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About 1,500 people rally Tuesday in front of the Okinawa prefectural government office to urge Gov. Hirokazu Nakaima to turn down a request from Tokyo to reclaim waters off Henoko in Nago to build a new runway for the Marine Corps base.
About 1,500 people rally Tuesday in front of the Okinawa prefectural government office to urge Gov. Hirokazu Nakaima to turn down a request from Tokyo to reclaim waters off Henoko in Nago to build a new runway for the Marine Corps base. (Chiyomi Sumida/Stars and Stripes )
About 1,500 people rally Tuesday in front of the Okinawa prefectural government office to urge Gov. Hirokazu Nakaima to turn down a request from Tokyo to reclaim waters off Henoko in Nago to build a new runway for the Marine Corps base.
About 1,500 people rally Tuesday in front of the Okinawa prefectural government office to urge Gov. Hirokazu Nakaima to turn down a request from Tokyo to reclaim waters off Henoko in Nago to build a new runway for the Marine Corps base. (Chiyomi Sumida/Stars and Stripes )
About 1,500 people Tuesday surround the Okinawa prefectural government office, urging Gov. Hirokazu Nakaima to disallow a landfill request from Tokyo to build a new Marine Corps runway off shore from Camp Schwab.
About 1,500 people Tuesday surround the Okinawa prefectural government office, urging Gov. Hirokazu Nakaima to disallow a landfill request from Tokyo to build a new Marine Corps runway off shore from Camp Schwab. (Chiyomi Sumida/Stars and Stripes )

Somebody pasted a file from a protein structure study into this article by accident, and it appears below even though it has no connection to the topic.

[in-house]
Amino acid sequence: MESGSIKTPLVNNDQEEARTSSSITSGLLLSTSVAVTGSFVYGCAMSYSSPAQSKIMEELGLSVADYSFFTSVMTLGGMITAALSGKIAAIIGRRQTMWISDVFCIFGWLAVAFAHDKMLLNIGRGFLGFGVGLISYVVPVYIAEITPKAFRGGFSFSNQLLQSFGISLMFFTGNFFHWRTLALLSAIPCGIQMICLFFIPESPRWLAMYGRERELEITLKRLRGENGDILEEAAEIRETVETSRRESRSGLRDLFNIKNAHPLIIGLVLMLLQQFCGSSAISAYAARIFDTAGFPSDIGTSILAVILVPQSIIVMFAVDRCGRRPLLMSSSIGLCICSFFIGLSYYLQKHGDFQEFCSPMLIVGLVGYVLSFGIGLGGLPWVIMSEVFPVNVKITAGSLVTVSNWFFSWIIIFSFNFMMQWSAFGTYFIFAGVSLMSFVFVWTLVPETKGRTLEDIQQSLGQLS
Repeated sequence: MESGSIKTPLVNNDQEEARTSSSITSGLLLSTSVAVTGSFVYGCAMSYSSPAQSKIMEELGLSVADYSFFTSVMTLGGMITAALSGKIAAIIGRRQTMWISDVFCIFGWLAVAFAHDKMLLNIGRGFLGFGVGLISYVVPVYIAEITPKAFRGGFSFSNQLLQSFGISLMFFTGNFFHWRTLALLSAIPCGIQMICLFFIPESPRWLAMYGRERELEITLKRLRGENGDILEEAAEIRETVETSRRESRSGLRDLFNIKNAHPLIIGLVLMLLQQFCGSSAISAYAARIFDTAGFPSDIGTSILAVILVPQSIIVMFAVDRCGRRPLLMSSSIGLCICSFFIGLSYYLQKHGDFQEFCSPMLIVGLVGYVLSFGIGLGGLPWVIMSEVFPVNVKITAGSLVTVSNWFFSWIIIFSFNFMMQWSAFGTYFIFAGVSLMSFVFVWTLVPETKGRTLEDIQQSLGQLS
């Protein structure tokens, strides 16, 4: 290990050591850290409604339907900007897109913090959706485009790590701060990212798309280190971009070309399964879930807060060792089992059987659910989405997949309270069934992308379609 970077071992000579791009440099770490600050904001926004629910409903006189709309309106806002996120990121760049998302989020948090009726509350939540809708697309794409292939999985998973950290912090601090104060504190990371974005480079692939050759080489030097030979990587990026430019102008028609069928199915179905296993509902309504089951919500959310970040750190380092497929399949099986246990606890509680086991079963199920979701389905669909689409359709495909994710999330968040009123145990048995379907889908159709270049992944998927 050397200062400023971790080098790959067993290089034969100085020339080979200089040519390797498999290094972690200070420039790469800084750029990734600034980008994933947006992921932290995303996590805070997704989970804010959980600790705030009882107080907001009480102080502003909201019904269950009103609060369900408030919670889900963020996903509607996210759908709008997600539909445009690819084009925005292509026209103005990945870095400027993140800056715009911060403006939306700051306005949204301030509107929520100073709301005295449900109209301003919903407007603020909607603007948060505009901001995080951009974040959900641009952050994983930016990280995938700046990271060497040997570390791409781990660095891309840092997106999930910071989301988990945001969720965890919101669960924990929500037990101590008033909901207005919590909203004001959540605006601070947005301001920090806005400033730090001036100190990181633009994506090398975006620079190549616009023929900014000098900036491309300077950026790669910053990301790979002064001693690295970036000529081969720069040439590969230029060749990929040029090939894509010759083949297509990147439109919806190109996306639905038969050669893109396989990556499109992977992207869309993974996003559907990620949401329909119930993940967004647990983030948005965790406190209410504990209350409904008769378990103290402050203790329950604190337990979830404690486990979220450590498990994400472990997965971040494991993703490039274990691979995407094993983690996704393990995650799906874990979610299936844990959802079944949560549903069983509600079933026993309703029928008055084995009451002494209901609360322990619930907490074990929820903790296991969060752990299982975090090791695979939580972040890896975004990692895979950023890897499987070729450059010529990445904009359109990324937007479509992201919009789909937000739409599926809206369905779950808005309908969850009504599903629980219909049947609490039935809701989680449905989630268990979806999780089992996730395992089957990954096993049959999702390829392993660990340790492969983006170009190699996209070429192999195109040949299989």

Opponents of a new Marine Corps runway project on Camp Schwab rally Tuesday to demand Gov. Hirokazu Nakaima to disapprove a request from Tokyo to reclaim waters off Henoko in Nago.
Opponents of a new Marine Corps runway project on Camp Schwab rally Tuesday to demand Gov. Hirokazu Nakaima to disapprove a request from Tokyo to reclaim waters off Henoko in Nago. (Chiyomi Sumida/Stars and Stripes )

NAHA, Okinawa — About 1,500 people have rallied to urge Okinawa Gov. Hirokazu Nakaima to reject a plan by the central government to build offshore U.S. military runways as part of the controversial relocation of the Marine Corps’ Futenma air station.

“We are here today to support the governor to turn down a request from Tokyo,” said Hiroji Yamashiro of the Okinawa Peace Activity Center, an organizer of the rally on Tuesday.

Nakaima met with Prime Minister Shintaro Abe Tuesday in Tokyo before returning to Okinawa to make his decision.

The request for ocean fill permits is a crucial step in a nearly 20-year effort to close Futenma and replace it with the new air station.

Last week, Nakaima submitted to the prime minister a list of demands aimed at reducing the U.S. military presence in the island prefecture. These include the suspension of flight operations at Futenma air station within five years, the closure of Camp Kinser within seven years, removing Marine MV-22 Ospreys from Okinawa, changes in the U.S.– Japan Status of Forces Agreement, as well as financial support for Okinawa’s economic development.

Abe pledged that his government would do all possible to meet those requests. Nakaima is expected to announce whether he approves the landfill work by Friday.

Protesters at the rally held up signs reading “Disapprove” and “Do not yield.”

“We urge the governor to make a decision that bears a verdict of history,” Yamashiro said.

sumida.chiyomi@stripes.com

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